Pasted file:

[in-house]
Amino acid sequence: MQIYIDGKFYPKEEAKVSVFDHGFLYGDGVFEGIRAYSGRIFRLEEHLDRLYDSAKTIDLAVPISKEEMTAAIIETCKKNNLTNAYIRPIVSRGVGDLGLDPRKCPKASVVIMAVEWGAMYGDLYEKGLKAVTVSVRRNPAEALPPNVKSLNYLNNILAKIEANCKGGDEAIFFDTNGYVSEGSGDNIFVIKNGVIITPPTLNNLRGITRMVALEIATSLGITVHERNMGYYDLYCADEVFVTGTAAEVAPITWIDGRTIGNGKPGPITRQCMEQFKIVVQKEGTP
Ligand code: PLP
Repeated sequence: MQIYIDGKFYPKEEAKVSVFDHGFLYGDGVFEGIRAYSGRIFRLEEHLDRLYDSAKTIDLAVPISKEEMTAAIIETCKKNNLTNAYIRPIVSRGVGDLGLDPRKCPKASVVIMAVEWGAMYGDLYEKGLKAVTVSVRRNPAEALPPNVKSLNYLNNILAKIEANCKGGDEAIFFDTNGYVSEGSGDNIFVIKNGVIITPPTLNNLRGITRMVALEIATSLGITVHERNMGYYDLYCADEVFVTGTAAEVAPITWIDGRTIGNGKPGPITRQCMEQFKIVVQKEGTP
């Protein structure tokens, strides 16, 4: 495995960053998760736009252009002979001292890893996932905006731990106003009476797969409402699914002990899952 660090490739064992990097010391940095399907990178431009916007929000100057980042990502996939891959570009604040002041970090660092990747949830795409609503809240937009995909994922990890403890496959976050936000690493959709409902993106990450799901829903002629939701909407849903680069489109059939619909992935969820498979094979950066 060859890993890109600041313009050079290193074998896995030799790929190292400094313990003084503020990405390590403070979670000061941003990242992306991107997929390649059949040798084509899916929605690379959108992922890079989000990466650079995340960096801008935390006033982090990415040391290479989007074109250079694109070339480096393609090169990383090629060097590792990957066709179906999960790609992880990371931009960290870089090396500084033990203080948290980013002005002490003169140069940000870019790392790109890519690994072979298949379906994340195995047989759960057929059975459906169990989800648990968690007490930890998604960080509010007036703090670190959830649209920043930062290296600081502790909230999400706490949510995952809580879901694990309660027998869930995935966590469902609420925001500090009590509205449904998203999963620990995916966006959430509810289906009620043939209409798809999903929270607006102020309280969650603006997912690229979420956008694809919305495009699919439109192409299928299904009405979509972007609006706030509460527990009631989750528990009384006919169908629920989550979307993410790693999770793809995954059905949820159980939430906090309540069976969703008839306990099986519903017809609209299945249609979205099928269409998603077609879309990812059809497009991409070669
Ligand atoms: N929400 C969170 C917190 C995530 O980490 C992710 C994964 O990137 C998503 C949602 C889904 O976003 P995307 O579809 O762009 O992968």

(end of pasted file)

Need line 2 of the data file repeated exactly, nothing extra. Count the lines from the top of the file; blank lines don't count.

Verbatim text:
Amino acid sequence: MQIYIDGKFYPKEEAKVSVFDHGFLYGDGVFEGIRAYSGRIFRLEEHLDRLYDSAKTIDLAVPISKEEMTAAIIETCKKNNLTNAYIRPIVSRGVGDLGLDPRKCPKASVVIMAVEWGAMYGDLYEKGLKAVTVSVRRNPAEALPPNVKSLNYLNNILAKIEANCKGGDEAIFFDTNGYVSEGSGDNIFVIKNGVIITPPTLNNLRGITRMVALEIATSLGITVHERNMGYYDLYCADEVFVTGTAAEVAPITWIDGRTIGNGKPGPITRQCMEQFKIVVQKEGTP